The pending Senate Bills [available through the Senate website] are:

(i) SB No. 1337 authored by Sen. Miriam Santiago

(ii) SB No. 39 by Sen. Rodolfo Biazon

(iii) SB No. 1306 by Sen. Francis Escudero and

(iv) SB No. 7 by Sen. Jinggoy Estrada,

All these Senate Bills were recently consolidated in SB No. 1978 which is probably the most advanced and comprehensive version of all the bills, co-authored by the above senators and Sen. Juan Ponce Enrile.

Contents of SB 1978

Although SB 1978 is the more comprehensive version of all the bills it needs improvement and refinement. The following are its salient features:


Torture is defined under Section 3 of SB 1978, to wit:

SEC. 3. Torture, When Committed. – “Torture” shall be deemed ‘committed when an act by which severe pain or suffering, whether physical, psychological, mental or pharmacological, is intentionally inflicted on a person for such purposes as: obtaining from him/her or a third person information or a confession; punishing him/her for an act he/she or a third person has committed or is suspected of having committed; intimidating or coercing him/her or a third person; or for any reason based on discrimination of any kind. And that such pain or suffering is inflicted by or is made at the instigation of or with the consent or acquiescence of a public official or other person acting in an official capacity.

It does not include pain or suffering arising only from inherent or incidental to lawful sanctions.

This definition hews closely with the definition under the Convention Against Torture and other Cruel, Inhuman and Degrading Treatment or Punishment. It adds, however, the concept of ‘pharmacological’ torture which does not detract from the essence of the crime but merely expands the possible acts that may result into culpability. It is in fact more categorical than Article 7 of the ICCPR which merely states that “no one shall be subject without his free consent to medical or scientific experimentation”.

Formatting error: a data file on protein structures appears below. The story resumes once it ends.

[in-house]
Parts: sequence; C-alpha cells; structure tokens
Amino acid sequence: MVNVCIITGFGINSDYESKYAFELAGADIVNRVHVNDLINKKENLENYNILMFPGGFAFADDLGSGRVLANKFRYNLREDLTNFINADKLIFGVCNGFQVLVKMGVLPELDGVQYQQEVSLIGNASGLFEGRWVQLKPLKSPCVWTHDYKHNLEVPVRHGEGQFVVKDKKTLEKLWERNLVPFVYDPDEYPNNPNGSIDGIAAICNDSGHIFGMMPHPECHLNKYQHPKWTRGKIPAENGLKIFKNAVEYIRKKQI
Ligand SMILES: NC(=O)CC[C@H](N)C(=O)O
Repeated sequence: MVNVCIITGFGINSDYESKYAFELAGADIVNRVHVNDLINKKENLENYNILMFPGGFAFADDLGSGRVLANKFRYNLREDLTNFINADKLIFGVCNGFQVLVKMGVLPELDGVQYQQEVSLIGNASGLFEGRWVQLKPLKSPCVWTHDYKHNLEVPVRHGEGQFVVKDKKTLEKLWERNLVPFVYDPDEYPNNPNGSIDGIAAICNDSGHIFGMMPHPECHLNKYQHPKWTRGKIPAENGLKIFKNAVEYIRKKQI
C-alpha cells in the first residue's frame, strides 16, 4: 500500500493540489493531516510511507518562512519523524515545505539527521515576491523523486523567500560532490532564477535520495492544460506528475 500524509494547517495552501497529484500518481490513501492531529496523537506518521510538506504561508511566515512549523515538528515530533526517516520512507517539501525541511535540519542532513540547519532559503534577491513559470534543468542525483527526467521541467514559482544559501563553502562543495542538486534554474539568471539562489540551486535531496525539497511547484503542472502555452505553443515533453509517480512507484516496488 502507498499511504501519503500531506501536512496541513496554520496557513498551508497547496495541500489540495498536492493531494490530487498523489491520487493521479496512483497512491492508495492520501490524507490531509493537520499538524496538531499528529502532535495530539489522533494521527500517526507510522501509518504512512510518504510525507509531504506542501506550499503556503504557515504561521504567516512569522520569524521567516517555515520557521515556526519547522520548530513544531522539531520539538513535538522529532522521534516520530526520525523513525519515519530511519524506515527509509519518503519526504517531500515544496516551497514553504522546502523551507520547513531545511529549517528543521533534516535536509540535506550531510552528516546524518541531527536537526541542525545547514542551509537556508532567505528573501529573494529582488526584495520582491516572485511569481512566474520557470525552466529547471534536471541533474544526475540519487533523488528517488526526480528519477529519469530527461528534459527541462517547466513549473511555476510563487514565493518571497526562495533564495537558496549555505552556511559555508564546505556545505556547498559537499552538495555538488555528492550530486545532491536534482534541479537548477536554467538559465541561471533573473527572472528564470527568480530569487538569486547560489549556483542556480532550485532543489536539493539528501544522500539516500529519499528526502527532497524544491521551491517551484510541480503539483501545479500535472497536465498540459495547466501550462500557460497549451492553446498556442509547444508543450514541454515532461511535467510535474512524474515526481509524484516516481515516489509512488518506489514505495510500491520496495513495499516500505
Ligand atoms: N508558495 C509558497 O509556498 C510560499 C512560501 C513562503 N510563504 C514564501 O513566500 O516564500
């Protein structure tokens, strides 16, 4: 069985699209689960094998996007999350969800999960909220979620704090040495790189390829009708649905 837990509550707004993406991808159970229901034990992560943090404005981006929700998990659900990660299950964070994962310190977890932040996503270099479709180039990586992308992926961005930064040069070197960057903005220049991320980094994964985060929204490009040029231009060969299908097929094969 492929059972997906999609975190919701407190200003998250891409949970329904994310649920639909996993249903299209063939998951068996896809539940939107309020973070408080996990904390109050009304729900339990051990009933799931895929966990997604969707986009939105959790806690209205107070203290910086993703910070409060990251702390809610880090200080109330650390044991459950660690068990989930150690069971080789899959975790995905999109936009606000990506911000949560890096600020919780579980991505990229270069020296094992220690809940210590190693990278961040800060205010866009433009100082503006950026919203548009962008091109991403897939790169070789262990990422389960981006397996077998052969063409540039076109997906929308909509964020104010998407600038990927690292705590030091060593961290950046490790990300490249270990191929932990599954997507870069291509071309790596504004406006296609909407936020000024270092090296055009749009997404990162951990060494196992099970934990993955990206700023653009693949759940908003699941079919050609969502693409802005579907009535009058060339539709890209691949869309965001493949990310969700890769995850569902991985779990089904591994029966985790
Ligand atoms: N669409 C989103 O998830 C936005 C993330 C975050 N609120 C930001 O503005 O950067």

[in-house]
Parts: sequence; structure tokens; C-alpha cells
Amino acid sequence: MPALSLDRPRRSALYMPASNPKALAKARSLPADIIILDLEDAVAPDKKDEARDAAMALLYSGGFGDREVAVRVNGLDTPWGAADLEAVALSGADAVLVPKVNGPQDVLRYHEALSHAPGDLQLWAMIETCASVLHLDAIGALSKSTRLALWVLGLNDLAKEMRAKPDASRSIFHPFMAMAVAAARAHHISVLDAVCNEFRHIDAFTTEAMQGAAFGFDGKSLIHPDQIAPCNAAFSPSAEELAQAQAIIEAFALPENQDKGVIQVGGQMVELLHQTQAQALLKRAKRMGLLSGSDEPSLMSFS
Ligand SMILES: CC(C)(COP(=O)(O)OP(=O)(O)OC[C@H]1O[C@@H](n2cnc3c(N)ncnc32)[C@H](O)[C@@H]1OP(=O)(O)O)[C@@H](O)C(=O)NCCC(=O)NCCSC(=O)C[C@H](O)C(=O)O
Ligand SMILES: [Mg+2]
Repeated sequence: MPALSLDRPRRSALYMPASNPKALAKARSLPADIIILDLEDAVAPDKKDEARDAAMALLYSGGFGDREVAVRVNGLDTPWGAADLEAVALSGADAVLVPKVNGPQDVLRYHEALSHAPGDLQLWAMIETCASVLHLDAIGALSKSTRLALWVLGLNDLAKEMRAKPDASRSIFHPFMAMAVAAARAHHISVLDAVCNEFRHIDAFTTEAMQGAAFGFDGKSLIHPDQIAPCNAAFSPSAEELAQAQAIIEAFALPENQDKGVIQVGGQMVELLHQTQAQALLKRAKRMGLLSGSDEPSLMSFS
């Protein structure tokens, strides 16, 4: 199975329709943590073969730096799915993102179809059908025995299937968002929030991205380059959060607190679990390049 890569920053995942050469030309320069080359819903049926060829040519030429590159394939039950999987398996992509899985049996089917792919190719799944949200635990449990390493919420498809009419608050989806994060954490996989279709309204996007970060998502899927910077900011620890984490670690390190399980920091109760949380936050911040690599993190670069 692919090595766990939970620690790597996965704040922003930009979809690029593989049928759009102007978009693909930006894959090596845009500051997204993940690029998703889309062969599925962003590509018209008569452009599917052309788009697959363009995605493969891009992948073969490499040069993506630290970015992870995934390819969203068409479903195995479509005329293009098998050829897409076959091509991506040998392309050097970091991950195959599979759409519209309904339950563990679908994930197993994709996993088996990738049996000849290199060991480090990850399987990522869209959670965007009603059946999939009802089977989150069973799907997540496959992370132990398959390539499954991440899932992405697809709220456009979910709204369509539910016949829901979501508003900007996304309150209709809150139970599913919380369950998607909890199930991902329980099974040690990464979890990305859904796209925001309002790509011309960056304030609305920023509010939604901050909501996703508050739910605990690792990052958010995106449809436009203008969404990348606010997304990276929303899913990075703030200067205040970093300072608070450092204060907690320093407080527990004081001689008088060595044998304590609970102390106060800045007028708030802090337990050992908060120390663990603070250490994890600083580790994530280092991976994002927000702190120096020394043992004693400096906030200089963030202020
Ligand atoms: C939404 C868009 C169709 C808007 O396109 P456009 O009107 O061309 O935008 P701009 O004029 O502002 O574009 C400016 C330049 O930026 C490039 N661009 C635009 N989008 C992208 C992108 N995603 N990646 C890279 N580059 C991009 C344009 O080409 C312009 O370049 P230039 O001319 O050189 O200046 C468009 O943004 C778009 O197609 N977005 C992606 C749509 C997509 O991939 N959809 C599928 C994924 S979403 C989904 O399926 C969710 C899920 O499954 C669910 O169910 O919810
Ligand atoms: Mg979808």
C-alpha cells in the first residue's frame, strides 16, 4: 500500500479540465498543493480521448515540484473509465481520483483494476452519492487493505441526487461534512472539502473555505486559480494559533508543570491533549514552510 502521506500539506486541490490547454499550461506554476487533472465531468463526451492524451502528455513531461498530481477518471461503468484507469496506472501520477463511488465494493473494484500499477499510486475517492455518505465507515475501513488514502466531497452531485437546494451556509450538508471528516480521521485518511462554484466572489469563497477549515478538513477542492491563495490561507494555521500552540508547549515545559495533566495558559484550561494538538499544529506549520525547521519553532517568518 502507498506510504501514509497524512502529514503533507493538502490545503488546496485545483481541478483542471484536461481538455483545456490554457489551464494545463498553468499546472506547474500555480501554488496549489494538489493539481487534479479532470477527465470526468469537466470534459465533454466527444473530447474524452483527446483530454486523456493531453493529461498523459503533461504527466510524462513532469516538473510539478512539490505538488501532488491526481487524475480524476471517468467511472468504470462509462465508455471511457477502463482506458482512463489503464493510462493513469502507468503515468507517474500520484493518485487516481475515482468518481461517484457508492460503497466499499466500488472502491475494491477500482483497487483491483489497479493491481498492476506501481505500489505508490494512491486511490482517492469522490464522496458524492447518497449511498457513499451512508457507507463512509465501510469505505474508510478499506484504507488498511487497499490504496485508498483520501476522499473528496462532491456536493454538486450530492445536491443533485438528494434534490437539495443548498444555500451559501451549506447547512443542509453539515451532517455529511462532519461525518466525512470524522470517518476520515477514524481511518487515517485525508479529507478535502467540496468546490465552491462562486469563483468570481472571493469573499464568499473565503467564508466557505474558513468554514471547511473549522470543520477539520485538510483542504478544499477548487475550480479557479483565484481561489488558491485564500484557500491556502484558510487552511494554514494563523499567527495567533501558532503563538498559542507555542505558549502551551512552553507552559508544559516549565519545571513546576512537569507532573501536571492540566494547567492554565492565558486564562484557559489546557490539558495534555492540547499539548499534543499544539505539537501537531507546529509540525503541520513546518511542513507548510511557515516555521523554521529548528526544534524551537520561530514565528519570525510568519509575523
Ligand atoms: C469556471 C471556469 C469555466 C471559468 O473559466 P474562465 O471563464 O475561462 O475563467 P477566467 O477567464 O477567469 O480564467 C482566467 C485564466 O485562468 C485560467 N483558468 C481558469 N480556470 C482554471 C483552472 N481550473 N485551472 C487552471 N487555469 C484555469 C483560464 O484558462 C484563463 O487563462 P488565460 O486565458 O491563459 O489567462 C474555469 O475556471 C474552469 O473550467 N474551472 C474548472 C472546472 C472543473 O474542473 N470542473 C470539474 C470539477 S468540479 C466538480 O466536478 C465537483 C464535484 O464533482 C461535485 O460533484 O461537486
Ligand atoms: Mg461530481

Rather than separate the phrase “and that such pain or suffering is inflicted by or is made at the instigation x x x “ from the main definition the Bill should have strictly followed the Convention definition considering that the Philippines has ratified the same.

Although the last sentence on lawful sanction is an internationally accepted qualifier, that provision may be used by the perpetrators considering that the minimum standards for the treatment of prisoners here is so dismally distant from the international standards. Torturing victims by putting them in congested jails to deprive them of sleep or exposing the victims to physical threats from other detainees are ‘normal’ conditions. Of course, this provision will be used by the State should it re-impose the death penalty in the future.

Rather than enumerating the acts consisting of physical torture, it would have been better for the bill to have limited the examples to mental [or pharmacological] torture to highlight the same and break the trivial consideration generally accorded to non-physical pain. Human rights lawyers must ensure that the court comprehends that the list are mere examples.

Right to Medical Attention

Sec. 9 provides for what may be considered a ‘revolutionary’ legal imposition in the Philippine setting—the right to medical attention and the right to be informed of such right. The Bill must provide for a corresponding sanction for the failure of the authorities to recognize this right, including a reiteration of sanction against the medical practitioner who made a patently false certification.

Section 9 reads:

SEC. 9. Right to Physical, Medical and Psychological Examination.